Celebrating inclusive communities | Célébrons nos communautés inclusives
Inspirations Articles

Needs before politics

Montreal - Thursday, May 19, 2022

by Jennifer Maccarone

Jennifer MaccaroneEvery year, April 2 is World Autism Awareness Day. For some, it is just another day, but for thousands of families like mine, autism is a part of our lives, 365 days a year.

As a mom to two young adults on the spectrum, I can attest to the fact that my children have changed my life and have made me a better person and a better parent, have given me a stronger voice and resilience I didn’t know I had. And while their challenges continue, I am proud of their success. But there are so many things I wish I knew way back when they received their diagnoses.

I wish I knew then that I wasn’t alone and that it didn’t matter what anyone thinks (ice cream is acceptable for dinner; it’s okay to hide from the world in your garage; TV can save your life). I wish I knew then that when things were at their worst, they would get better. I wish I knew that it was okay to feel sad, jealous, angry, frustrated and overwhelmed. I wish I knew how hard it was going to be to get and keep a spot in daycare, and that school for them meant a full-time job for me. I wish I knew that every transition required meticulous planning and support. I wish I knew in advance that when they turned 18, they would lose their pediatrician, their government subsidies and that their access to support programs would end.

Helping and supporting my kids meant I became involved everywhere I could: School, organizations, community groups and more, with a view to providing opportunities to increase understanding and acceptance of autistic people. 

In October 2018, I was elected as the MNA for Westmount–Saint-Louis and became the first spokesperson for autistic people in the Quebec National Assembly. Since then, I have been tirelessly striving to change the lack of resources and support for families with children and adults on the autism spectrum.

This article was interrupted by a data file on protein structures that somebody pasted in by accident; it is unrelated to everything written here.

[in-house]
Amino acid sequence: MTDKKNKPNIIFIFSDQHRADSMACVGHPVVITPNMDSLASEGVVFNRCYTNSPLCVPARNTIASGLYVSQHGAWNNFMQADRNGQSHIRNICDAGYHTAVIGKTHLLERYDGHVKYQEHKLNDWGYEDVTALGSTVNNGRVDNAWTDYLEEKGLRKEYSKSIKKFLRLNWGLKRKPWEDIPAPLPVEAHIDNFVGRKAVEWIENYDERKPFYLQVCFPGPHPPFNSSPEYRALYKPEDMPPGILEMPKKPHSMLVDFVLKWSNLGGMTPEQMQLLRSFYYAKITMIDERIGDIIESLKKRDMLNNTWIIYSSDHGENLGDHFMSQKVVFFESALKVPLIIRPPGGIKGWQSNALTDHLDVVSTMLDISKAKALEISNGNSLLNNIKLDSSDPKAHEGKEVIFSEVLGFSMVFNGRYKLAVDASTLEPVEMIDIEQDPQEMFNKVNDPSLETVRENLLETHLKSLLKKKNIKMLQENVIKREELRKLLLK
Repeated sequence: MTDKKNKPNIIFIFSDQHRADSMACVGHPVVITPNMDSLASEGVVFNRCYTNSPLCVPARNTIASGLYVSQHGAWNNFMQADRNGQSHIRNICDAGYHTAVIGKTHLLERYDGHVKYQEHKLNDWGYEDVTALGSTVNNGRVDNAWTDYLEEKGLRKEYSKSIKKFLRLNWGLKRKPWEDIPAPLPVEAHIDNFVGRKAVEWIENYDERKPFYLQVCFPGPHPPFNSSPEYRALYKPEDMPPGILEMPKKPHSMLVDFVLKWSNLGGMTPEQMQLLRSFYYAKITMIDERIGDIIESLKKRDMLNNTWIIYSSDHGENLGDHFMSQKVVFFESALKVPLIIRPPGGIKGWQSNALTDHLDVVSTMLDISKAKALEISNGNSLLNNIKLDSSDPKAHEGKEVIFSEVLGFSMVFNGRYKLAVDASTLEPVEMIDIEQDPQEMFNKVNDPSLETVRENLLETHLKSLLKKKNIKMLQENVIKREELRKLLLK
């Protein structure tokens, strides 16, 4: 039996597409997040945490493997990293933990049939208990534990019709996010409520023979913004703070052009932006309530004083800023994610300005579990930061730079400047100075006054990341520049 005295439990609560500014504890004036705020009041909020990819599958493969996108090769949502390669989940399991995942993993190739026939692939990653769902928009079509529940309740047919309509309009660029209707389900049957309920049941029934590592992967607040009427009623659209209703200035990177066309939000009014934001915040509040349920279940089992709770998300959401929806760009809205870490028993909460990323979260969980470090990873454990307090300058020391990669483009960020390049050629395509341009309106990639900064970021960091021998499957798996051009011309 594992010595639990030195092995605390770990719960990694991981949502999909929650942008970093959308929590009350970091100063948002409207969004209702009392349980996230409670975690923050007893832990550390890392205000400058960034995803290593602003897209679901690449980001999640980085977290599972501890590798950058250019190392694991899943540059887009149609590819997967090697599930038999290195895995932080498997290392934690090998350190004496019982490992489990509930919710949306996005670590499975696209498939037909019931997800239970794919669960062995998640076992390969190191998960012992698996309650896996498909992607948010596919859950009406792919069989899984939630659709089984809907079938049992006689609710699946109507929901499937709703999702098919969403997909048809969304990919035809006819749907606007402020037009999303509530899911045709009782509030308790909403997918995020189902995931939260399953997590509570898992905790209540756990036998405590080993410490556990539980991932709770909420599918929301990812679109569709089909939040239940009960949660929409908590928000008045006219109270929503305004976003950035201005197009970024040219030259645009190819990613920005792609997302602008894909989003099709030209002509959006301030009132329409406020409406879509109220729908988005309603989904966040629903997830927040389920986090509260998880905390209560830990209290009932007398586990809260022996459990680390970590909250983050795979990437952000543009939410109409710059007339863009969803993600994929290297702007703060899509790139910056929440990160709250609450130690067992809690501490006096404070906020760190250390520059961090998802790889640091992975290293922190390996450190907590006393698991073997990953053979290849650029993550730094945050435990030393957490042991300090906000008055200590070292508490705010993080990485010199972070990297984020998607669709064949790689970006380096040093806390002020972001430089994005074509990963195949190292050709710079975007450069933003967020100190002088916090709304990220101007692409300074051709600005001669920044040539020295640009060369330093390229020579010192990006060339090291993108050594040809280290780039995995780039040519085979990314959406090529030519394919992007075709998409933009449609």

To date, I have formally proposed six different mandate initiatives to the government – all of which the CAQ voted against. I asked them to study and find solutions for: the high number of students with special needs who are forced to homeschool, or who do not have access to any educational support; the lack of access to daycare for children with handicaps; the transition from youth to adult; and inclusion in the workplace.

Every time the government voted against my suggestions, they refused to acknowledge the reality of these families and offer a helping hand. Beyond the distress this causes, I am deeply concerned that politics come before the needs of those who are vulnerable. 

Today if I had a message for the Premier, it would be that autistic people and their families don't just need a speech during autism month, that I know things need to change, and that we can only do it together. Our political parties and values may be different, but our goal should be the same.

Like my kids, it may take me longer to achieve my goal, but I will not give up, and for the sake of all those whose voices we cannot hear, we need to always strive to get there. Autistic people and their families need you, and it’s not too late to act. 

Jennifer Maccarone is the MNA for Westmount–Saint-Louis and the Official Opposition Critic for Diversity and Inclusion, Families, Social Solidarity, the Fight Against Poverty, LGBTQ2 and for Persons Living with a Disability or with Autism Spectrum Disorder. Contact jennifer.maccarone.wsl@assnat.qc.ca or 514.395.2929.